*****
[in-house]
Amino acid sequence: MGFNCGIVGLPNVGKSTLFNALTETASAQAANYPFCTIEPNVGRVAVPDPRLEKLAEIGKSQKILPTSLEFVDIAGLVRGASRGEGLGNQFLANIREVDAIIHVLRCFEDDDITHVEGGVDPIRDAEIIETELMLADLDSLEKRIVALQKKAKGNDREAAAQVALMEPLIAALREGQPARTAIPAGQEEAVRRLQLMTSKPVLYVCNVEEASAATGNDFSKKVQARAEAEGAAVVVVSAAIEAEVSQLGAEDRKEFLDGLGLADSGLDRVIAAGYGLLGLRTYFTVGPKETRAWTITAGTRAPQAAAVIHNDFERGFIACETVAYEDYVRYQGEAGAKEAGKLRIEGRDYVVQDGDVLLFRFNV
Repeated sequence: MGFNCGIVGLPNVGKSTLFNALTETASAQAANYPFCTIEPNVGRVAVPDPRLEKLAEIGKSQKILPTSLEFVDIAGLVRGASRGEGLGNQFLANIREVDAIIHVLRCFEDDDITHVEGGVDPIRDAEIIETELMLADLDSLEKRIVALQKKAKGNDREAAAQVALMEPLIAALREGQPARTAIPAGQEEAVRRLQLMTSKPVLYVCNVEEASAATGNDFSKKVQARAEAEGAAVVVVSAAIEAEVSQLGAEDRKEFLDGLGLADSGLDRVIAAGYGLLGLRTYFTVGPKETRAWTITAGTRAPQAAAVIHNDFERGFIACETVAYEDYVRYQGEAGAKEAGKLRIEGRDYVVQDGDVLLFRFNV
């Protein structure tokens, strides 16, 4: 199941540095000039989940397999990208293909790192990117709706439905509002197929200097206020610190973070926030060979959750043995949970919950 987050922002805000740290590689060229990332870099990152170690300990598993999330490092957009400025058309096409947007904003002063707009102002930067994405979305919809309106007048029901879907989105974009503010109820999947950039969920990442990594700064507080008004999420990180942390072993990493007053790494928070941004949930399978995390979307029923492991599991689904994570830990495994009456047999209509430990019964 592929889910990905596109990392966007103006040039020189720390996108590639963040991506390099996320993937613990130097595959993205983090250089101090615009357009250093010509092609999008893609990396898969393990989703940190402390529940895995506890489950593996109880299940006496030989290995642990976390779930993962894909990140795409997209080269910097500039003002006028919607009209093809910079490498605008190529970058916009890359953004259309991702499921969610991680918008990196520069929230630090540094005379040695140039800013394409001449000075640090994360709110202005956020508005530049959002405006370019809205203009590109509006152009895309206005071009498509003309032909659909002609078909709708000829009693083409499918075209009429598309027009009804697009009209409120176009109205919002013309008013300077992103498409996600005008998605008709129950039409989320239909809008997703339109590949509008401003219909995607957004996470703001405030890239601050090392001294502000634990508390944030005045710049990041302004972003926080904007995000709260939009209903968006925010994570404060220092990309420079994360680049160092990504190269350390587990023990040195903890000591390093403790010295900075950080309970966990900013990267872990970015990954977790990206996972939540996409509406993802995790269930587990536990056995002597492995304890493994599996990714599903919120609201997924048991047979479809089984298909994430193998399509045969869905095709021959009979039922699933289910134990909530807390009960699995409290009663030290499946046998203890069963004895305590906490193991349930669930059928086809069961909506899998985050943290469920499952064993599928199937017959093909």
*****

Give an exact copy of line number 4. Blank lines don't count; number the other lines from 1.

């Protein structure tokens, strides 16, 4: 199941540095000039989940397999990208293909790192990117709706439905509002197929200097206020610190973070926030060979959750043995949970919950 987050922002805000740290590689060229990332870099990152170690300990598993999330490092957009400025058309096409947007904003002063707009102002930067994405979305919809309106007048029901879907989105974009503010109820999947950039969920990442990594700064507080008004999420990180942390072993990493007053790494928070941004949930399978995390979307029923492991599991689904994570830990495994009456047999209509430990019964 592929889910990905596109990392966007103006040039020189720390996108590639963040991506390099996320993937613990130097595959993205983090250089101090615009357009250093010509092609999008893609990396898969393990989703940190402390529940895995506890489950593996109880299940006496030989290995642990976390779930993962894909990140795409997209080269910097500039003002006028919607009209093809910079490498605008190529970058916009890359953004259309991702499921969610991680918008990196520069929230630090540094005379040695140039800013394409001449000075640090994360709110202005956020508005530049959002405006370019809205203009590109509006152009895309206005071009498509003309032909659909002609078909709708000829009693083409499918075209009429598309027009009804697009009209409120176009109205919002013309008013300077992103498409996600005008998605008709129950039409989320239909809008997703339109590949509008401003219909995607957004996470703001405030890239601050090392001294502000634990508390944030005045710049990041302004972003926080904007995000709260939009209903968006925010994570404060220092990309420079994360680049160092990504190269350390587990023990040195903890000591390093403790010295900075950080309970966990900013990267872990970015990954977790990206996972939540996409509406993802995790269930587990536990056995002597492995304890493994599996990714599903919120609201997924048991047979479809089984298909994430193998399509045969869905095709021959009979039922699933289910134990909530807390009960699995409290009663030290499946046998203890069963004895305590906490193991349930669930059928086809069961909506899998985050943290469920499952064993599928199937017959093909």